Cocoa Production
Men pour out cocoa beans to dry in Niable, at the border between Ivory Coast and Ghana. While both countries have been spared from the Ebola virus, the cocoa industry could face lower production and higher prices next year due to the outbreak in nearby Liberia, Sierra Leone and Guinea. Reuters

Tootsie Roll Industries Inc., the maker of those iconic chewy chocolates, is the latest candy company to raise concerns about the Ebola virus’ impact on cocoa production. The Chicago-based confectioner gets some of its cocoa supplies from West Africa, where producers could see output decline due to the outbreak.

Ebola has so far infected more than 13,200 people and caused nearly 5,000 deaths.

Tootsie Roll pointed to the “market risks associated with the Ebola epidemic and potential adverse effects on cocoa … producing countries in West Africa,” according to its third-quarter earnings report. Cocoa is one of the key ingredients in Tootsie Roll’s namesake candy along with its Andes chocolates, Junior Mints and Junior Caramels.

“We always put out whatever possible risk there could be,” Ellen Gordon, Tootsie Roll's president and chief operating officer, said by phone Friday about the report. Still, she said that Tootsie Roll isn’t worried about a near-term supply shortage or price shock. The company buys its raw materials well in advance of its needs and procures cocoa from multiple regions. “We don’t see it as an immediate threat,” she said.

About 60 percent of the world’s cocoa comes from Ivory Coast and Ghana. Both countries have so far been spared from the Ebola outbreak raging in nearby Liberia, Sierra Leone and Guinea. But travel restrictions in the healthier countries have shut out some temporary cocoa workers, and fears about catching the virus have kept other bean pickers at home. That has dampened production outlooks for the 2014-2015 season, commodities experts said in previous interviews.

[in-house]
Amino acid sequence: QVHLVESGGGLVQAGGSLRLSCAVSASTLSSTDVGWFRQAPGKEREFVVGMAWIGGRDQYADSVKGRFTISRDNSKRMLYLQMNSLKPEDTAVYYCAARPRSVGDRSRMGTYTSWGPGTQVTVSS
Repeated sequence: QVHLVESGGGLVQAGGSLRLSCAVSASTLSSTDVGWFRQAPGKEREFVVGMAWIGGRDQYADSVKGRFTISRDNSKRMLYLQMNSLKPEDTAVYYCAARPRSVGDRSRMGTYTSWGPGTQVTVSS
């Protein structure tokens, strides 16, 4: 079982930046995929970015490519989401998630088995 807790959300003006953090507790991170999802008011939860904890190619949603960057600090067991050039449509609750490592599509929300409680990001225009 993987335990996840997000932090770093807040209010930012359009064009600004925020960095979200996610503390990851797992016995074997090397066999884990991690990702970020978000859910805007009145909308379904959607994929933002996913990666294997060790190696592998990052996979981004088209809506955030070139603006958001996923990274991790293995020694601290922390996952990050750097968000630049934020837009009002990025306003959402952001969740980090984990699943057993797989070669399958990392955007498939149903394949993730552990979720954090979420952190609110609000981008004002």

Last month, major cocoa-buying companies such as Nestlé SA, Mondelez International Inc. and Starbucks Corporations announced a $700,000 donation to combat Ebola in West Africa -- a philanthropic venture but one aimed at self-preservation.

Nestlé has said it is on “high alert” about the threat to cocoa and warned Ebola would have a “major impact” on cocoa production should it reach Ghana and Ivory Coast, Paul Bulcke, the Swiss company’s chief executive, told Bloomberg Television in late October.

Nestlé forecast a challenging fourth quarter, in part because of production impacts but also due to rising commodity prices. Cocoa prices are up around 16 percent since the start of the year over concerns that Ebola could spread to more countries.

Chocolate giant Hershey said it is in close contact with its West African cocoa suppliers over Ebola and its potential effect on production, CBS MoneyWatch reported earlier. Jeff Beckman, a company spokesman, said that operations at Hersey’s cocoa suppliers are continuing uninterrupted.

Tootsie Roll has similarly not felt any impacts from the outbreak, according to Gordon. “We’re hopeful like everyone that the Ebola virus will be contained and eliminated and the risks will become even less,” she said.